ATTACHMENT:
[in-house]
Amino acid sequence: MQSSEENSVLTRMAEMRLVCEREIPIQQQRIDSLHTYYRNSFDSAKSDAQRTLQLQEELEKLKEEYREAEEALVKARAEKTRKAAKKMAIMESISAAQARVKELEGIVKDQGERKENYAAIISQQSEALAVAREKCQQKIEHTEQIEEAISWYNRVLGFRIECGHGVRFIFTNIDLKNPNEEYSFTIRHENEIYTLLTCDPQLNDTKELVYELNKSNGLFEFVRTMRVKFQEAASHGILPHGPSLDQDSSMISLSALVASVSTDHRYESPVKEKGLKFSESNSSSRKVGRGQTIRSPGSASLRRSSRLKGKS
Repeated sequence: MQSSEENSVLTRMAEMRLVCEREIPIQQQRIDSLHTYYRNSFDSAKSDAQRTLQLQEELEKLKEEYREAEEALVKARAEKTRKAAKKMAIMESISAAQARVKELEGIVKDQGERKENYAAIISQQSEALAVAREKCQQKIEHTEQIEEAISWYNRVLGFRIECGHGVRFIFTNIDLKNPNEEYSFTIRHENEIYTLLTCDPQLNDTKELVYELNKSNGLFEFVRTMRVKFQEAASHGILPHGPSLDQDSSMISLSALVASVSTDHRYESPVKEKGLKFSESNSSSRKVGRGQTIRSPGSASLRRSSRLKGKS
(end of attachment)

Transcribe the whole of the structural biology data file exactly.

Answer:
[in-house]
Amino acid sequence: MQSSEENSVLTRMAEMRLVCEREIPIQQQRIDSLHTYYRNSFDSAKSDAQRTLQLQEELEKLKEEYREAEEALVKARAEKTRKAAKKMAIMESISAAQARVKELEGIVKDQGERKENYAAIISQQSEALAVAREKCQQKIEHTEQIEEAISWYNRVLGFRIECGHGVRFIFTNIDLKNPNEEYSFTIRHENEIYTLLTCDPQLNDTKELVYELNKSNGLFEFVRTMRVKFQEAASHGILPHGPSLDQDSSMISLSALVASVSTDHRYESPVKEKGLKFSESNSSSRKVGRGQTIRSPGSASLRRSSRLKGKS
Repeated sequence: MQSSEENSVLTRMAEMRLVCEREIPIQQQRIDSLHTYYRNSFDSAKSDAQRTLQLQEELEKLKEEYREAEEALVKARAEKTRKAAKKMAIMESISAAQARVKELEGIVKDQGERKENYAAIISQQSEALAVAREKCQQKIEHTEQIEEAISWYNRVLGFRIECGHGVRFIFTNIDLKNPNEEYSFTIRHENEIYTLLTCDPQLNDTKELVYELNKSNGLFEFVRTMRVKFQEAASHGILPHGPSLDQDSSMISLSALVASVSTDHRYESPVKEKGLKFSESNSSSRKVGRGQTIRSPGSASLRRSSRLKGKS